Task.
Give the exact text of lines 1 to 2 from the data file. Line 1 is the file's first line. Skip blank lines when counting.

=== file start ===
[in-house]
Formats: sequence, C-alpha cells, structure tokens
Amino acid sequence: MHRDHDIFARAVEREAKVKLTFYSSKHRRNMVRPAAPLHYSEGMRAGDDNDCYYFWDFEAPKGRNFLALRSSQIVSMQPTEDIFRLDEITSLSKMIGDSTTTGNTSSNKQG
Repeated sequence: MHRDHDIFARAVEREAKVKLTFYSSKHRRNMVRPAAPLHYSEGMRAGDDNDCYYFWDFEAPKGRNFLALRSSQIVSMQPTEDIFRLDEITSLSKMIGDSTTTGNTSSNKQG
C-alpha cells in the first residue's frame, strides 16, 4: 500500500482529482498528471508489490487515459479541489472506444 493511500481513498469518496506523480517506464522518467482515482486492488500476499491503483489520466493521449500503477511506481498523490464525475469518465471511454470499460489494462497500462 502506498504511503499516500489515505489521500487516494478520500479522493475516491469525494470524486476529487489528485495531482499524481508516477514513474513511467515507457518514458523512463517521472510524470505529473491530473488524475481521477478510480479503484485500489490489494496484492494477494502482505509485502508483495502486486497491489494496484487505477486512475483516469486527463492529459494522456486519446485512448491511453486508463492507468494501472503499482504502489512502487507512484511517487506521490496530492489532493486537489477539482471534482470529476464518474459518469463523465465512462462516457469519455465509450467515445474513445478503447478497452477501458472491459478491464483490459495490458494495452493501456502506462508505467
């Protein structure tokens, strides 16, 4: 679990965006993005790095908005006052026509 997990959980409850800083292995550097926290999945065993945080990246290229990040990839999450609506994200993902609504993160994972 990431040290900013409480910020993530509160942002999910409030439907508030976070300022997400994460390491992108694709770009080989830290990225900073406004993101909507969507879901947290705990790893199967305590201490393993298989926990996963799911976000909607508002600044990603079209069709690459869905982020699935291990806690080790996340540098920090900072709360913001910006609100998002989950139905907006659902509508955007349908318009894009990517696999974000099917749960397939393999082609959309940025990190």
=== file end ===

[in-house]
Formats: sequence, C-alpha cells, structure tokens